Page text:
Eclipse glasses. These are usually cardboard glasses akin to the old 3-D movie glasses, except with a film in the eye portion that filters out 100% of ultraviolet and infrared rays, along with blocking ridiculous amounts of visible light. Look at the partially eclipsed sun through them, however, and you’ll see just the right amount of light allowing you to see the moon blocking out the sun. These can be found in a wide variety of locations, but ThinkGeek is also currently selling a 5-pack for $9.99. Totally worth it. Fancier eclipse glasses exist, but this type works effectively and are affordable.
Anything with pinholes in it. A fun way to see the waxing and waning eclipse is to shine the sun’s light through anything with a pinhole in it, and then examine the eclipsed point of light on a flat surface. When the eclipse is partial, the shadows will reflect that. Poke holes in paper, look through a colander, or see what else you can find around the house that has small holes. If you’re short on pinholes, you can look through the filtered light of trees, or even make a grid with your fingers and look at the light that way.
A solar telescope. Ideally, you’ll have access to a fancy solar telescope, however most of them are expensive and quite unwieldy. And even if you have one, you’re not likely to lug it up to the eclipse’s path of totality. Smaller, more portable (and affordable) solar telescopes exist, such as a new one sold by ThinkGeek. It’s an effective and reasonably priced backpack eclipse telescope, made by Celestron. With the telescope, tripod, and accessories all fitting in a small backpack, you can use it to get a better look at the eclipse, no matter if you see it in your own backyard, at your Aunt Mildrid’s, or while camping in the middle of nowhere. At only $99.99, it’s a justifiable purchase for the eclipse, plus it can be used to study the sun before and after the eclipse, to see sunspots, the sun’s corona, and solar flares. Read my full review.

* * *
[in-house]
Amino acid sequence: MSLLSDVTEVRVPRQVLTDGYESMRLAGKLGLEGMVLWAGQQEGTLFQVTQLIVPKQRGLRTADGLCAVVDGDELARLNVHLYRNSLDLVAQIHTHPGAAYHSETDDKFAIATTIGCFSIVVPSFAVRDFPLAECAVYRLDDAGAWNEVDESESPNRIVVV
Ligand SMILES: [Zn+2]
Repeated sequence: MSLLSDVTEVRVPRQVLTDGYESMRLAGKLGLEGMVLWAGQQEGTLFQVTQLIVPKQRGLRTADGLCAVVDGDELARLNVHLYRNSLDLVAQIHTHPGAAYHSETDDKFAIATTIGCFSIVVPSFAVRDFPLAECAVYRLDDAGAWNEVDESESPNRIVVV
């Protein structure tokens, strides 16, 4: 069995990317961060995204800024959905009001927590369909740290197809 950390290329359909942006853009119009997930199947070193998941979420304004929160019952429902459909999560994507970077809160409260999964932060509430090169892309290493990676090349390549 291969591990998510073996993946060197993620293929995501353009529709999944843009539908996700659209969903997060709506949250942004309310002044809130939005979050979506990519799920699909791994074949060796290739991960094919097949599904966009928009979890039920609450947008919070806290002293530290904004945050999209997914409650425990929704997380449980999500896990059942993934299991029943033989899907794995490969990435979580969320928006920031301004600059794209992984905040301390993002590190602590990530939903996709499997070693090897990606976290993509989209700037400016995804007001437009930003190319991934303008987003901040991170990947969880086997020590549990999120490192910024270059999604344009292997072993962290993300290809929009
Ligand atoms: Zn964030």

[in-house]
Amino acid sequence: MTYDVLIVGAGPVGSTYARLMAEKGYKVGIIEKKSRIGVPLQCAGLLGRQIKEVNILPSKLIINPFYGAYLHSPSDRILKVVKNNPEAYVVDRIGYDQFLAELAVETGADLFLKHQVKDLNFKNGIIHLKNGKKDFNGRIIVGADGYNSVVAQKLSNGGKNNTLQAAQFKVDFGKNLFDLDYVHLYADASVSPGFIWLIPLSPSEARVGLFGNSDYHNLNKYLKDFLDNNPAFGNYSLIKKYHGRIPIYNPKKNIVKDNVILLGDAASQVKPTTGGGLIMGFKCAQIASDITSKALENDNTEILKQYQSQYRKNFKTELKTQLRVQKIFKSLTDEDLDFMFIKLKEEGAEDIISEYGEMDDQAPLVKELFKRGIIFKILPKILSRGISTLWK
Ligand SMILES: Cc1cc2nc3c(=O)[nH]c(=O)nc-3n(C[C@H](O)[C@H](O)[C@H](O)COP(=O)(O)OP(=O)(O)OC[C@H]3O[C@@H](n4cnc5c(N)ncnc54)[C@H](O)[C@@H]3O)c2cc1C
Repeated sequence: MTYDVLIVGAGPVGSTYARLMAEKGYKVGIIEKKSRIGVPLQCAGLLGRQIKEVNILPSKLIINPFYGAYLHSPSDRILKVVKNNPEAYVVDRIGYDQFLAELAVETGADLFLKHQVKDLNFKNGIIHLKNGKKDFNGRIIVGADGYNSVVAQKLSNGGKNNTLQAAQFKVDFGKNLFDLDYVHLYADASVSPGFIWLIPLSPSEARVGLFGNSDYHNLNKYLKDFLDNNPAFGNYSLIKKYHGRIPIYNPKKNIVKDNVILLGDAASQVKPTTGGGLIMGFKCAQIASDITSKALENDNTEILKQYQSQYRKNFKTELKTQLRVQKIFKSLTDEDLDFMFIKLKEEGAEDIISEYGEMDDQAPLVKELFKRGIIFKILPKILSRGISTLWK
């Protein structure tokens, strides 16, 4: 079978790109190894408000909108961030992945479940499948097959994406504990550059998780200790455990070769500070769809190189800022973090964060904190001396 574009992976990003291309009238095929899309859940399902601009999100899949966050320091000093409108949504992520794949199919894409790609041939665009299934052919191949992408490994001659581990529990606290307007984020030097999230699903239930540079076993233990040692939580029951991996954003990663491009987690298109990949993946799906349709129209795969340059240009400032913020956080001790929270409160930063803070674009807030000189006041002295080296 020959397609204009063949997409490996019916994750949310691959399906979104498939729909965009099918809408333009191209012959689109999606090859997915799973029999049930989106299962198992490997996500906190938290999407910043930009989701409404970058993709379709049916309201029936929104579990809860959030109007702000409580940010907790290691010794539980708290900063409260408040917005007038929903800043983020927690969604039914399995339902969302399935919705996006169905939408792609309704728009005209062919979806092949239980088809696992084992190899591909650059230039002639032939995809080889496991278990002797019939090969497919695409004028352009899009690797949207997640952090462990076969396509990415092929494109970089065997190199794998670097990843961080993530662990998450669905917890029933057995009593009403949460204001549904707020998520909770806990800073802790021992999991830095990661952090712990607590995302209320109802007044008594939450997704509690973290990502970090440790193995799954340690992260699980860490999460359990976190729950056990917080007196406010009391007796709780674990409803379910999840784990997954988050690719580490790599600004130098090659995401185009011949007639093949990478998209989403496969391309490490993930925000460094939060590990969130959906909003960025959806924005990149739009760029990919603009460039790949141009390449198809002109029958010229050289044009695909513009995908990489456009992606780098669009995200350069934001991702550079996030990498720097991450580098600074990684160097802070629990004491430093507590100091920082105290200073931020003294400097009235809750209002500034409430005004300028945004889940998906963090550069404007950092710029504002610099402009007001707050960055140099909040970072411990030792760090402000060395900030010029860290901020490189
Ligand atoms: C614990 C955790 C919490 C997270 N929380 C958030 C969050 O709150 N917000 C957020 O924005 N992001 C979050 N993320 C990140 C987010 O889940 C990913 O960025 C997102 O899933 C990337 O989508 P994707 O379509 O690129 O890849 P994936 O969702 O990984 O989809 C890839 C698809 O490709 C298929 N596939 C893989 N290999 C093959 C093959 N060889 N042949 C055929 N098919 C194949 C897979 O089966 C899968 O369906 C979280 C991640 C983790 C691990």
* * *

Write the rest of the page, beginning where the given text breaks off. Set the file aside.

5. Make a survival kit. You’ll likely be sitting outside, waiting for the eclipse to reach its peak, enjoying the totality, and then watching it wane for a while. This will all require sunscreen and possibly shelter, chairs, food, and lots and lots of water. Put yourself together a kit of all of these things, along with some first aid, just in case, and some outdoor activities for your kids.
6. Make it memorable. Take photos of your family enjoying themselves, and maybe join with other family members or friends to really make it an event. See if you can take photos through the solar telescope. Create an eclipse-themed party around the day, including a round eclipse cake, round eclipse snacks and food, and even a melon ball fruit salad.
7. Plan for the next eclipse! There will be another total solar eclipse crossing the United States on April 8, 2024. I don’t know about you, but I’m already making plans. It’s the perfect opportunity to visit a good friend in Ohio.
Use this upcoming eclipse to ignite a newfound passion for learning about our nearest star. There is a lot to study, even when there are no solar events occurring. It’s also a fantastic activity for colder months when the idea of lugging your conventional, non-solar telescope out in the dark, freezing cold of night isn’t as appealing as it is during the summer.
Where do you plan to watch the eclipse? Are you lucky enough to live in its path of totality? Share your plans with us. We might just be nearby.